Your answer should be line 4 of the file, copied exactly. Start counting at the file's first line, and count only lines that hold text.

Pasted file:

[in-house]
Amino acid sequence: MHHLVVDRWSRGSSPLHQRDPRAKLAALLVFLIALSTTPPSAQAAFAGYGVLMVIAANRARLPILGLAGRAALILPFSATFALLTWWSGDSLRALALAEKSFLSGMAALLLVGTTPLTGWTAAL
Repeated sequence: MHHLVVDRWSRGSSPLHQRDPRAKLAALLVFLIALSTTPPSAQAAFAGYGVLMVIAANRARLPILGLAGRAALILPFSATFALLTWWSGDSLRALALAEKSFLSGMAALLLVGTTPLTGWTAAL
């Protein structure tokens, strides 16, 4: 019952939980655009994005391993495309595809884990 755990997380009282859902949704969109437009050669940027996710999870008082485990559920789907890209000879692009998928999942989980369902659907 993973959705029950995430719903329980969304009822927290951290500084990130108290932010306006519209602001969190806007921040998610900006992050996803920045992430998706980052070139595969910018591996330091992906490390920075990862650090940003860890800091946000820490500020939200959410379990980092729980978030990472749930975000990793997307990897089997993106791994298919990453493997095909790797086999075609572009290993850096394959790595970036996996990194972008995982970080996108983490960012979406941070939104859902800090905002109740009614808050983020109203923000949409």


């Protein structure tokens, strides 16, 4: 019952939980655009994005391993495309595809884990 755990997380009282859902949704969109437009050669940027996710999870008082485990559920789907890209000879692009998928999942989980369902659907 993973959705029950995430719903329980969304009822927290951290500084990130108290932010306006519209602001969190806007921040998610900006992050996803920045992430998706980052070139595969910018591996330091992906490390920075990862650090940003860890800091946000820490500020939200959410379990980092729980978030990472749930975000990793997307990897089997993106791994298919990453493997095909790797086999075609572009290993850096394959790595970036996996990194972008995982970080996108983490960012979406941070939104859902800090905002109740009614808050983020109203923000949409």